FATAL ACCIDENT. On Tuesday fortnight 19th ultimo, an accident occurred to a respectable old man, living at Peppercombe, near this place, called John Prance, aged 82, which had a fatal termination ten days afterwards. The cottage in which the deceased lived is the nearest to the cliff; and on the evening of the 19th he went up from his home towards the Castle and in his way gathered a few nuts for his grandchildren. Returning towards home, he took upon his shoulder a small branch of a tree which was lying in the road, and in passing a part of the road which overhangs the cliff that branch caught in the hedge and threw him off his balance, and he fell over the edge of the cliff. It is wonderful that he was not at once dashed to pieces but he appears not to have fallen precipitiously, but rathet to have rolled from point to point of the cliff until he came to the bottom, perhaps a hundred feet or more. He did not lose his senses, but was able to get on his legs, when he found that his right leg was disabled, and that he had sustained some internal injuries. As he did not come home, his grandson went up the road with a lantern to look after him and the poor old man called to him from the beach to come to his help. The boy instantly fetched his father, with whose assistance he walked home. He complained chiefly of his leg, and the doctor,(Dr.Thompson of Bideford) was at once sent for, who, on examination, found that deceased had sustained a severe scalp wound, besides the fracture of one or two of his ribs, which had penetrated his right lung. He was able to give a full account of the accident, and continued sensible, and apparently recovering from his injuries. until Friday last, when, active inflammation of his lungs having set in, the poor man died. He was a very hale old man, of above six feet high, and but for this accident, bade fair to add to his already advanced years. The place from which he fell is not a public walk, but only a private path belonging to the Lord of the Manor. The deceased had always lived in the parish, and few men in his walk of life have attained as much respect or enjoyed so high a reputation among gentle and simple. His funeral, on Monday, was attended by most of the respectful parishioners, who expressed their sincere regret at his death, and their sympathy with the bereaved family.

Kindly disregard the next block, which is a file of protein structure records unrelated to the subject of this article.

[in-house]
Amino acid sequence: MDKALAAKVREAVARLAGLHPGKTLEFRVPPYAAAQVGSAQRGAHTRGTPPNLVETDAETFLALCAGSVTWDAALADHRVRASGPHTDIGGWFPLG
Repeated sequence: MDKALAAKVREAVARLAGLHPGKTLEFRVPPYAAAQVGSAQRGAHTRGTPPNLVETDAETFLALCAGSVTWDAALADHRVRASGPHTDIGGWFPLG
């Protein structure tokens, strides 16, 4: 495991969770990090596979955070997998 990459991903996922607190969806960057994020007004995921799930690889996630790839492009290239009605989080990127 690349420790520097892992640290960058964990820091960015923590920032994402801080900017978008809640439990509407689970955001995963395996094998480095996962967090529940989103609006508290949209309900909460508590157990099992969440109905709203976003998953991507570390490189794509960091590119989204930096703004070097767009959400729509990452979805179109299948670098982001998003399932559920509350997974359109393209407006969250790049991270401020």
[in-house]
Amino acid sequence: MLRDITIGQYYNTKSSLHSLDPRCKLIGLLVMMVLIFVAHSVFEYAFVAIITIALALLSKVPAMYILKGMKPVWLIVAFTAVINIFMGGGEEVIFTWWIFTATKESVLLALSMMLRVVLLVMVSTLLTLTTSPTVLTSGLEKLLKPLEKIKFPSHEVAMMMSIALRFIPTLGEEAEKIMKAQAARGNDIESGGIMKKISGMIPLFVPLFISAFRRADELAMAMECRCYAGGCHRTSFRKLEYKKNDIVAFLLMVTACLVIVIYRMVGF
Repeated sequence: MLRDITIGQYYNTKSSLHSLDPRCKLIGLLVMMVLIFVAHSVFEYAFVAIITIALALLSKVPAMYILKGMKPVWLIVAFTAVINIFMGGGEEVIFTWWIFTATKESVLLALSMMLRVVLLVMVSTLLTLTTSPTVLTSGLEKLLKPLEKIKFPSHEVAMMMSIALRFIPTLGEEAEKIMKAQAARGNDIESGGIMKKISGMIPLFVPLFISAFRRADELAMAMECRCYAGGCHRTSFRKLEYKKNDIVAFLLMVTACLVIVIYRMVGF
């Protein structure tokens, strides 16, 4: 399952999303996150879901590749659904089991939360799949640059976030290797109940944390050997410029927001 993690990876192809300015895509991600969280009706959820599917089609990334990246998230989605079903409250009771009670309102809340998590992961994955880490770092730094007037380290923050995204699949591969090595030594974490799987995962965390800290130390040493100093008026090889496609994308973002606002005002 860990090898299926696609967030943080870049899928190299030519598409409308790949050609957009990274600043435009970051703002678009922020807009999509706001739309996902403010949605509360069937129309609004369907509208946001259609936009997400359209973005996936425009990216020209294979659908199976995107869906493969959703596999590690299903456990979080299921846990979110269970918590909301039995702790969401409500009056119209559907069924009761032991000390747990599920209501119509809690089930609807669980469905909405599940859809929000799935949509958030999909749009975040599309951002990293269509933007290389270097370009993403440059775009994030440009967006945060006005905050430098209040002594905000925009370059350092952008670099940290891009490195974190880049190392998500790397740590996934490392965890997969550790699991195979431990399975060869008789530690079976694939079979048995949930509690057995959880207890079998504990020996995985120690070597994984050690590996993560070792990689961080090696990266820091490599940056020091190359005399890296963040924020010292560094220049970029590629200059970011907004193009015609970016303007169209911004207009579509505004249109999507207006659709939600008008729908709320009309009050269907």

In a rude-built cottage by the sea
There lives an aged pair
Who through much toil and danger
Have reached to eighty four.

Their steps are growing feeble,
Their locks are silvery white,
Which tell us they are nearing
A home more fair and bright.

Serenity sits upon their brow,
Contented with their lot,
Their grateful hearts to God they raise
Within that humble cot.

Their children and their grandchildren
so often round them throng,
To hear the oft-repeated tale
Of days when they were young.

But soon - oh soon - the time will come
When earthly ties must sever
Their setting sun is sinking fast
To rise no more for ever.

Oh solemn thought the time will come;
How many hearts will bleed,
When following to the silent grave
Their much-beloved dead.

Harriet Prance
Peppercombe 1871

Printed in the Bideford Gazette 1871

This poem obviously refers to John and Mary Prance who lived with William his son, and Harriet. It was written the same year that John died, perhaps even as he lay dying after his accident. The age of 82 given in the obituary and on his death certificate however does not correspond with the age in the poem given as 84. Who was right?


Bible Entries

William & Harriet

Frederick William